The adventurous piano alternates from major to minor, its frenetic but elegant energy underlining Julie’s anxiety of aging, as the narrator recaps the bleak biographies of Julie’s female predecessors.
CHOOSING ANOTHER PATH
Then Julie finally makes a decision and switches on a light that in turn pauses the world. She runs past frozen people towards Eivind with Ravel’s “Ma Mère L'Oye 4” playing in the background.
The joy in the music and the unbroken smile on her lips embodies the feeling of being so overwhelmed by love that you exist solely for the other person. It’s not an overpoweringly uplifting track; the wandering wind instruments and gentle strings soothe the melody and bring the characters down to Earth and into each other’s arms.
On another side of the love triangle, Eivind’s soon-to-be ex-girlfriend discovers that her family is indigenous and becomes obsessed with her heritage.
“Celestial Wine” from Amazon Ensemble plays as she taps away online, researching her roots while Eivind’s newfound ‘western guilt’ causes a rift in their relationship.
He soon starts to feel like “the worst person in the world”, as he looks back on the unfettered Julie, dancing to “Feel The Love” by Prins Thomas.
‘I Said Goodbye To Me” by Harry Nislson marks the beginning of Julie and Eivind’s chapter, but the pointed lyrics seem to signify the end of Aksel’s involvement in her life, rather than the beginning of something new.
The next few songs are youthful and energetic, much like Eivind. They trip on mushrooms with their arty friends to “Maybe In The Summer” by Sassy 009 and “Springtime” by Le SuperHomard. |
Maybe this partnership will support Julie’s zestful nature as well as her immaturity and unwillingness to take responsibility for her life.
THERE IS MORE TO LIFE THAN JULIE
“Water, Voices & Snow” by Chassol marks the changing seasons.
Having long since broken up with Aksel, Julie receives the news of his terminal illness. From this point, the soundtrack becomes stiller and quieter, reflecting the vast emptiness of losing a loved one.
“Solêr” by Otto A Totland guides us through the last half hour of the film.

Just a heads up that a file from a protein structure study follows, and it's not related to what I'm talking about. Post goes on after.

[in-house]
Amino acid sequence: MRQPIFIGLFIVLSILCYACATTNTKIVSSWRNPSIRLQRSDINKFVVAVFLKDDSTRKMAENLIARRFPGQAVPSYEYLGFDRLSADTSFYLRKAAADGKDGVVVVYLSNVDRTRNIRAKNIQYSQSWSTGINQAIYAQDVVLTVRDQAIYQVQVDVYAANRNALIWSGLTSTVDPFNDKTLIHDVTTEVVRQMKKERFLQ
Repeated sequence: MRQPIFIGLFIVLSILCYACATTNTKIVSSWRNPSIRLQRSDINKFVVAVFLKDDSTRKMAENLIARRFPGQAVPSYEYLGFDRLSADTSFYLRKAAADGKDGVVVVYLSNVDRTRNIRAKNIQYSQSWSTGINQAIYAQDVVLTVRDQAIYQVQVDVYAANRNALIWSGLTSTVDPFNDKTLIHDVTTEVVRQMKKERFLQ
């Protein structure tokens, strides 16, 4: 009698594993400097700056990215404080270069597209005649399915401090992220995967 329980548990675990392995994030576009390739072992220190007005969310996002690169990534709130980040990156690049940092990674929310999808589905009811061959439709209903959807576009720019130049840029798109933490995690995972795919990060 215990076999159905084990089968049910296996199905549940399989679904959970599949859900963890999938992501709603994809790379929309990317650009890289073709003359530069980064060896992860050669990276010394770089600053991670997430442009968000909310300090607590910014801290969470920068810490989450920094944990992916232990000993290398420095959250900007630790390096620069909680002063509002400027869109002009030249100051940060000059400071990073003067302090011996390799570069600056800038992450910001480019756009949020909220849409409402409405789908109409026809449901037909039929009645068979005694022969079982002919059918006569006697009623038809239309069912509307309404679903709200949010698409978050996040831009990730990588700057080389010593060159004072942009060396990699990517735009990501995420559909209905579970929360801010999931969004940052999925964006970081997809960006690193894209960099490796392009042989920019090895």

This empathetic composition bleeds majestically from chord to chord, sustaining a minimalistic and mediative approach to the classical piano.
However, Aksel’s rebellious nature soon punctures the peace when Julie finds him in his hospital bed, air drumming to “Back To Dungaree High” by Turbonegro.
He taps his converse and mouths along “it’s just a way to stay alive, boy” to the cathartic punk rock track.
In the last chapter, Julie has finally found a job as a photographer, taking stills of a young actress on set who’s just been directed to “be sadder”. She cries during Julie’s photograph, and not for the scene where it was required, the irony being that real life is sadder than anything that’s ever been written.
“I Will Take You There” from Harry Nilsson plays; a warm, contemplative and conclusive song.
The final piece is Art Garfunkel’s cover of “Waters Of March”, its whimsical nature and simple lyrics literally telling us that ‘it’s the end of the road’.
Julie might not have found someone yet, but in her search, she’s learnt to take control and to stop “playing a supporting role in (her) own life”.
Julie is selfish, cruel, narcissisitc, but is she really the worst person in the world? Or is it all of us, subsequentially making nobody the worst person in the world. It’s a beautiful paradox to end a beautiful film that has a compassionate, and most importantly, groovy soundtrack.
For more articles on film scores:
- Scintillating Romantic Film Scores to Seduce You This Valentine’s Day
- Dissecting Trent Reznor and Atticus Ross’ Chilling Score for ‘Bones And All’
- The Maestro: Paying Respect to the Scores of Ennio Morricone
- Stranger Things Film Scores
All Images: Verdens Verste Menneske, © Oslo Pictures
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Writer | Tallulah Boote Bond
Tallulah is a London-based music journalist, actor and playwright who has written for The Line of Best Fit, Last Bus Magazine and Moonhood Magazine. She has a feature film in development and was upset when she learnt that it wasn’t her job to choose music for her scripts.